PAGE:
December 30, 2013

Cranberry Sauce with Red Wine and Figs

People often ask me what Parisians do for Thanksgiving. And while many

French holidays are celebrated in America, Thanksgiving is one that doesn

’t cross the Atlanticproduct labeling.

I’ve done a Thanksgiving dinner for friends and it takes quite a bit of

time to find and assemble all the ingredients. And although a few stores

that cater to American expats stock everything, it’s more fun to make

fresh pumpkin puree for pies, break up a pain au levain for stuffing, and

to get a free-range French turkey – which I found out that many poultry

sellers with rotisseries will pop it on their spit-roaster for youCCIBA, which

is a boon for those in Paris with dinky ovens.


And, if I may be so bold, Thanksgiving is a holiday where we spend eating

food that doesn’t especially appeal to people outside of the United

States. The French eat pumpkins, but roastedMen fashion, and not in dessert. (Nor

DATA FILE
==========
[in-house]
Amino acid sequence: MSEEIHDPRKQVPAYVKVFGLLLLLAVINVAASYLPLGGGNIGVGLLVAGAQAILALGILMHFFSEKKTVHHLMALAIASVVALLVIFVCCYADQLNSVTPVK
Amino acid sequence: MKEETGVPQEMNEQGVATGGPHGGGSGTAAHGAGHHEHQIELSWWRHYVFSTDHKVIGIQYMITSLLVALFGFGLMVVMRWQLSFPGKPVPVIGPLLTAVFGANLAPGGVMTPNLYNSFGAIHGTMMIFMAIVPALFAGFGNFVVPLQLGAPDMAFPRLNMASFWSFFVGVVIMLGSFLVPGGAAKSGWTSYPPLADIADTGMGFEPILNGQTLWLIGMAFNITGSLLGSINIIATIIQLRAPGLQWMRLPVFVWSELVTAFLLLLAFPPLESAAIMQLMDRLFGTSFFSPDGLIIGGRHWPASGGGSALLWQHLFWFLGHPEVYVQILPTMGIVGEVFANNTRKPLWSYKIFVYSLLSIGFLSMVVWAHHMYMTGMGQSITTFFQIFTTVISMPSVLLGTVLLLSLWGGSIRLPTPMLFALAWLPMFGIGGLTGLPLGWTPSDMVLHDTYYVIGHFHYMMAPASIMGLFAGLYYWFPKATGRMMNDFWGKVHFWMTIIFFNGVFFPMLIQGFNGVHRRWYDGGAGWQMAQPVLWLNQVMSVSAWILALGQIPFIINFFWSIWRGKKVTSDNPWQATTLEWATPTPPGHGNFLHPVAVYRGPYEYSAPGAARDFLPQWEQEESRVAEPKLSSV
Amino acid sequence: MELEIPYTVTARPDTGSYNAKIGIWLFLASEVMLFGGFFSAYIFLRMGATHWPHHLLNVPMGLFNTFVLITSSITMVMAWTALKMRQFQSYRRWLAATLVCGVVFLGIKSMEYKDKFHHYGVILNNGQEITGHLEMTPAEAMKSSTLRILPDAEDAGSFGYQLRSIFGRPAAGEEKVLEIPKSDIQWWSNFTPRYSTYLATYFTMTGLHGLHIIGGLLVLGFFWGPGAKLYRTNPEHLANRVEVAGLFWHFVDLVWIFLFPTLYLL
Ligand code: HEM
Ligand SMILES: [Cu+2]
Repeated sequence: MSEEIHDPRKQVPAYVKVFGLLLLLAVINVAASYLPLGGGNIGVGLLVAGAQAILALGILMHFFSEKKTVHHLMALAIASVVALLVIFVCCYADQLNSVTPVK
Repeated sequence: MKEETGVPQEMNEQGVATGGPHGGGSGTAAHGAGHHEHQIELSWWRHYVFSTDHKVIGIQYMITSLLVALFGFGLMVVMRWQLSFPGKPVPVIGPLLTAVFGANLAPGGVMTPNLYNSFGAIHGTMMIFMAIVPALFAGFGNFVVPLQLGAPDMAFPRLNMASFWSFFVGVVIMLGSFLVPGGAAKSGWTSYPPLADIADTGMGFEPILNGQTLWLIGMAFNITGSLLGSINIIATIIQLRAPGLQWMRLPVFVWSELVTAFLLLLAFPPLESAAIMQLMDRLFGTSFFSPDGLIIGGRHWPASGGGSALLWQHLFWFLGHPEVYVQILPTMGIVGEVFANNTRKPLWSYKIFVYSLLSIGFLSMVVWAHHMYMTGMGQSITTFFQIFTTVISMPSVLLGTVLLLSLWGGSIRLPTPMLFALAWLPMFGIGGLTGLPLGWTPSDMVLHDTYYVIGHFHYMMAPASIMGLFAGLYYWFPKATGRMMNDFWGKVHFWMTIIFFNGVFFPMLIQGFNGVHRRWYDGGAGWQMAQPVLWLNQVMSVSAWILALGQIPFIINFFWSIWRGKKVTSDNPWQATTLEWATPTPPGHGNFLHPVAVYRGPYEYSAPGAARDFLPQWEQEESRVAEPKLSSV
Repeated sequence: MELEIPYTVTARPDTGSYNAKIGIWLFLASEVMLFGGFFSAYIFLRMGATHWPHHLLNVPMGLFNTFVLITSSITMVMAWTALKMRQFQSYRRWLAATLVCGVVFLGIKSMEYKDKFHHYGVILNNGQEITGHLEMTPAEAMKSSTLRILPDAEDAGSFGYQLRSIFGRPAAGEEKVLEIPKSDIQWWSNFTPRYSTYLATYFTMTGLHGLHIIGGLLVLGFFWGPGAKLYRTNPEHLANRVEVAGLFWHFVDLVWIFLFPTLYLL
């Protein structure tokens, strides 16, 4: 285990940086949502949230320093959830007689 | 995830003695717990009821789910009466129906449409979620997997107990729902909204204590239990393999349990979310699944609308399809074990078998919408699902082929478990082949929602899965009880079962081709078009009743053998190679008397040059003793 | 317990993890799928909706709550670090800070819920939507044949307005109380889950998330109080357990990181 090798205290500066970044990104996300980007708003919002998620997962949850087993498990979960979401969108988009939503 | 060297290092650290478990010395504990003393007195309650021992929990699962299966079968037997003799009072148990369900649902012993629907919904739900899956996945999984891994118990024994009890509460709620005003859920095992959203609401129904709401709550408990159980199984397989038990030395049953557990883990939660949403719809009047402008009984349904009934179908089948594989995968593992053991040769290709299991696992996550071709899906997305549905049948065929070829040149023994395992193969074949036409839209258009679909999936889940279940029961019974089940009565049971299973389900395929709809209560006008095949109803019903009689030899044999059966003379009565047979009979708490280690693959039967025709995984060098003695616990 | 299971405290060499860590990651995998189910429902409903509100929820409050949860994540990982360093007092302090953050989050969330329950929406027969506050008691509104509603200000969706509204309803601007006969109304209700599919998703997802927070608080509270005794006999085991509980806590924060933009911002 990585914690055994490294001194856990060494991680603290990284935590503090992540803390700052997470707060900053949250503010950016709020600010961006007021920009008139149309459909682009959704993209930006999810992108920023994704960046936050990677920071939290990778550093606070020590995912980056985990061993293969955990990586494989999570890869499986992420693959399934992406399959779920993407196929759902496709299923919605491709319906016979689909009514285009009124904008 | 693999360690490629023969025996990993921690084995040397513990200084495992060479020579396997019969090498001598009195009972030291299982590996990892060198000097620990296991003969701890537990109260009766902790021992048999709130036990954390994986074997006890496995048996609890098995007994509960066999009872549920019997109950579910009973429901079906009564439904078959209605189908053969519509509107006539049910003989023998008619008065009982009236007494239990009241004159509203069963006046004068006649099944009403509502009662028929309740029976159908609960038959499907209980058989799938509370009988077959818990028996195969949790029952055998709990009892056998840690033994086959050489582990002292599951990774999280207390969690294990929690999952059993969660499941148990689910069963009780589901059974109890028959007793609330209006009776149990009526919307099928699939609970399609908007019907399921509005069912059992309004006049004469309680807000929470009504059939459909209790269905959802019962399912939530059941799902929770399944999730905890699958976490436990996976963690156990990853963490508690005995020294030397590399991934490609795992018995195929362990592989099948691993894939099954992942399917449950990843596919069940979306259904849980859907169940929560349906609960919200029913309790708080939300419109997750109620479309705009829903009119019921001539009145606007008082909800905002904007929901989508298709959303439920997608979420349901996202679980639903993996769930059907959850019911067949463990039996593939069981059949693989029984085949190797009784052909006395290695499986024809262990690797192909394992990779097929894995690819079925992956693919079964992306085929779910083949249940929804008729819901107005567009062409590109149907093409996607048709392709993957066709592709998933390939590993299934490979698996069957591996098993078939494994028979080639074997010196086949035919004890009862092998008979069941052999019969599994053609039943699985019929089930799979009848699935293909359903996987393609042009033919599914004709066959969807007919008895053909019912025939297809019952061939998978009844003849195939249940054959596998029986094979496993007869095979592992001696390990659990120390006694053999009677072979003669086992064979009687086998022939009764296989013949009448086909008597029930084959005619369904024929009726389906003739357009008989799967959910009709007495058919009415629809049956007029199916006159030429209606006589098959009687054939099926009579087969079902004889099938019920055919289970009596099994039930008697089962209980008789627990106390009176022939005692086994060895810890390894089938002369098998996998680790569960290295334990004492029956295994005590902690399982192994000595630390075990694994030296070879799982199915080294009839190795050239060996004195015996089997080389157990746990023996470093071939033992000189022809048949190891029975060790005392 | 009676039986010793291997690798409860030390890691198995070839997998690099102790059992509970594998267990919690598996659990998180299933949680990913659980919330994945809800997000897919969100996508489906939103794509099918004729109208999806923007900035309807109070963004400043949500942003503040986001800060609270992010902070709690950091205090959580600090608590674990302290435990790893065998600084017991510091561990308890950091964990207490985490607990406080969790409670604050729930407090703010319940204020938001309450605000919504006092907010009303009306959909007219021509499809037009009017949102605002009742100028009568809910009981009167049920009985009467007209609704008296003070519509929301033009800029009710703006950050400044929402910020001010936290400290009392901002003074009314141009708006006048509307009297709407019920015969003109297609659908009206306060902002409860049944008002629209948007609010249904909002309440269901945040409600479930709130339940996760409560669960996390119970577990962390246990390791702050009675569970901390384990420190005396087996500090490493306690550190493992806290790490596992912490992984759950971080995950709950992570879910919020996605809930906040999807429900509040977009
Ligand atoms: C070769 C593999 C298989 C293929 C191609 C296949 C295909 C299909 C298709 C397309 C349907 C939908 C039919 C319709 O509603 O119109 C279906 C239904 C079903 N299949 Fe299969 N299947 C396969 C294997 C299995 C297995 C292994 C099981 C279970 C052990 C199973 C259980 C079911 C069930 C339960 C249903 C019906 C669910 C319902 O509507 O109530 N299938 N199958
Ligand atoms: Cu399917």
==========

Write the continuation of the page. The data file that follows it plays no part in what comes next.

with marshmallows!) The French version of stuffing, or farce is mostly

meat, with a bit of seasonings to round out the flavor. And flour-

thickened brown gravy isn’t quite the same as sauce au jus de volaille.



So while we Americans love all that stuff for nostalgic reasons, people

in France don’t have that same set of references we do, and most seem to

politely "appreciate” it, but I don’t know any French people who hoard

molasses or stuffing mix, or spend the few months prior to November

downloading Thanksgiving recipes.

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